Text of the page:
This flea has another “dimension” of movement available to it that the acrobat doesn’t. In the series, the monster is the flea, since it can move freely between the Upside-Down (the bottom of the tightrope) and the human’s world, which we’ll call the Right-Side-Up (the top of the tightrope). Us humans, however, are stuck in the Right-Side-Up. Bummer.

So, okay, how scientifically accurate is Mr. Clarke’s explanation? Unfortunately for my mustachioed beau, not at all. At least, not in the way he intended. Turns out he was actually describing one of the central ideas of string theory.

What’s string theory, you say? Well, string theory is the relatively young idea that the smallest particles in the universe aren’t actually particles at all, but tiny vibrating strings.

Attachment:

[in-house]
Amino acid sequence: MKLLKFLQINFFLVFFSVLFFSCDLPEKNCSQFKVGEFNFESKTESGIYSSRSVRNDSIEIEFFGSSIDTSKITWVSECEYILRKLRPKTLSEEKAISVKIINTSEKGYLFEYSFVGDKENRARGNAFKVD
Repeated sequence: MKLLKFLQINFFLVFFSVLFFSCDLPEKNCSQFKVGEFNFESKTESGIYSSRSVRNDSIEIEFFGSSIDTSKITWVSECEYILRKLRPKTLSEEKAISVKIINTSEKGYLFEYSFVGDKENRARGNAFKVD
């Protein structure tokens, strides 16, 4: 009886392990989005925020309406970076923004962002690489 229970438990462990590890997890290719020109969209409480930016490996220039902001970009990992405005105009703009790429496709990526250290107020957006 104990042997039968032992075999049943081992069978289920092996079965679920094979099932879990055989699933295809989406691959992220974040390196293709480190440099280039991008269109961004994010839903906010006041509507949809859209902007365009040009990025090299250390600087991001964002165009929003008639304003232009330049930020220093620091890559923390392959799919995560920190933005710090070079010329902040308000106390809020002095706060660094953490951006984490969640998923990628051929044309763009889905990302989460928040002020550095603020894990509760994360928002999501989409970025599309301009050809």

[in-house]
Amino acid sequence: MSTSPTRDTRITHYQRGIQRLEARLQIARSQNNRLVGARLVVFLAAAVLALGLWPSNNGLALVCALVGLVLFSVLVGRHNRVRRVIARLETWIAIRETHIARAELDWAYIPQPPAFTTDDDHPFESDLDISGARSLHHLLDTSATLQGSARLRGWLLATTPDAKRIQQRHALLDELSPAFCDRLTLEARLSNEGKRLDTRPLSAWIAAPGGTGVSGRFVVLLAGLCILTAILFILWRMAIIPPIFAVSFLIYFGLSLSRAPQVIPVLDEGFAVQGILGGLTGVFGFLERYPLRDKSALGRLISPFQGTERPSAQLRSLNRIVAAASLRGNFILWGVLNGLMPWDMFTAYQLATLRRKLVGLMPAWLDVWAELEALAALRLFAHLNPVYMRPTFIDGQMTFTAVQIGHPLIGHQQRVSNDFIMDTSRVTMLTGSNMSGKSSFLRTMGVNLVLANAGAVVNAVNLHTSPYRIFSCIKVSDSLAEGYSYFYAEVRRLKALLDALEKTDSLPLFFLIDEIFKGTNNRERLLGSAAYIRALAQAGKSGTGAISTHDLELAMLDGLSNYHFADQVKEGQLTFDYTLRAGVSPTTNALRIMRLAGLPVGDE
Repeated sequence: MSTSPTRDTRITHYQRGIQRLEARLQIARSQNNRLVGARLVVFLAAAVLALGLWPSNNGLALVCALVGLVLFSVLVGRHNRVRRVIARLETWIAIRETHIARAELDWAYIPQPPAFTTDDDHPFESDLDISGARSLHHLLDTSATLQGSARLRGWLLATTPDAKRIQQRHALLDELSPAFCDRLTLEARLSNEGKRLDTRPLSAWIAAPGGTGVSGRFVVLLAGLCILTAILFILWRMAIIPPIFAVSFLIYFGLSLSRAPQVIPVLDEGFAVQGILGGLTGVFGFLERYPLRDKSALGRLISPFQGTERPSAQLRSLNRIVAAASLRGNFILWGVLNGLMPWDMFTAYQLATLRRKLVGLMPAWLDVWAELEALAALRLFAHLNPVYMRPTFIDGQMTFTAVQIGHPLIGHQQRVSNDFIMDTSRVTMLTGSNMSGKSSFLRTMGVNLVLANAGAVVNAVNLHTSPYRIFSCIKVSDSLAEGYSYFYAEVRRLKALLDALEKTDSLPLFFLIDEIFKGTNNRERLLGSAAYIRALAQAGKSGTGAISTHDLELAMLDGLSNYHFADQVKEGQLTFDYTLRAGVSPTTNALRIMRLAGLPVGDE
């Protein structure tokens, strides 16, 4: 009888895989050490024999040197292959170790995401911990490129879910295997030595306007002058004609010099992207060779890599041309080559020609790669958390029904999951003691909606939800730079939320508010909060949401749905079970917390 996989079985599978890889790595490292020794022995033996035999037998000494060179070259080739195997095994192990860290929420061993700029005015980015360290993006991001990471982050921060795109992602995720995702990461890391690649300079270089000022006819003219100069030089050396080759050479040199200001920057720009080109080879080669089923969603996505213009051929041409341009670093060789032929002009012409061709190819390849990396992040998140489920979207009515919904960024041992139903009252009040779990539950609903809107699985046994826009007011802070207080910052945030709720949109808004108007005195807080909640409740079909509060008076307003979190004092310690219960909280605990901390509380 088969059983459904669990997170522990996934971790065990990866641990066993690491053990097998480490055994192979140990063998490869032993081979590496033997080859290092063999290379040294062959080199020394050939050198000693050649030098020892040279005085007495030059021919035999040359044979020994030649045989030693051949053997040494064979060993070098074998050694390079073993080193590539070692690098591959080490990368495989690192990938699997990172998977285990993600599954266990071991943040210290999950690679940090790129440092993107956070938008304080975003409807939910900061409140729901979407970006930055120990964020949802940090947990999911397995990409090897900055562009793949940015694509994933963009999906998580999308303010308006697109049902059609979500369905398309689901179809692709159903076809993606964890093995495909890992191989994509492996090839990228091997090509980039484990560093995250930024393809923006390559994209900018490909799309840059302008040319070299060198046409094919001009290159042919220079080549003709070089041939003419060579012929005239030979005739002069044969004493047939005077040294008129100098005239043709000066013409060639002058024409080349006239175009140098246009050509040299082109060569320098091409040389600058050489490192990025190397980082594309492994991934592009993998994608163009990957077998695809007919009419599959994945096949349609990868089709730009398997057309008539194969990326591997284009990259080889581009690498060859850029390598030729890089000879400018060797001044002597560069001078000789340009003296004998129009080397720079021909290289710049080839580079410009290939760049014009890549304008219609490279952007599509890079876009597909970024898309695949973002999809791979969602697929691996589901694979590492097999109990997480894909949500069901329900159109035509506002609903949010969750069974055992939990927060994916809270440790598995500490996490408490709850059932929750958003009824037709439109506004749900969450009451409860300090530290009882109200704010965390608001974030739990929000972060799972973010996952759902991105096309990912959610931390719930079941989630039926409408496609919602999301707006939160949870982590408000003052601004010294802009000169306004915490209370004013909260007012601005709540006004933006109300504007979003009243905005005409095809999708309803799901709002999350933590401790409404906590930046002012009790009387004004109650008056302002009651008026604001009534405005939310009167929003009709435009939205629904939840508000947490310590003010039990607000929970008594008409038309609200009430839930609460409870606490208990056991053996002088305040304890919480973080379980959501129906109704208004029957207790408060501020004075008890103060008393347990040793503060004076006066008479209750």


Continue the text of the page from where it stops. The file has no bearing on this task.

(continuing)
Because f*ck it, why not.

All joking aside, string theory is a revolutionary concept. It plugs a lot of holes in modern science, and even stands to unify quantum theory and relativity, which to this day are completely incompatible without string theory. You can think of it as one of the great rivalries: Coyote versus Roadrunner, Hamilton versus Burr, Taylor Swift, versus, uh… well, everyone except Tom Hiddleston, lately.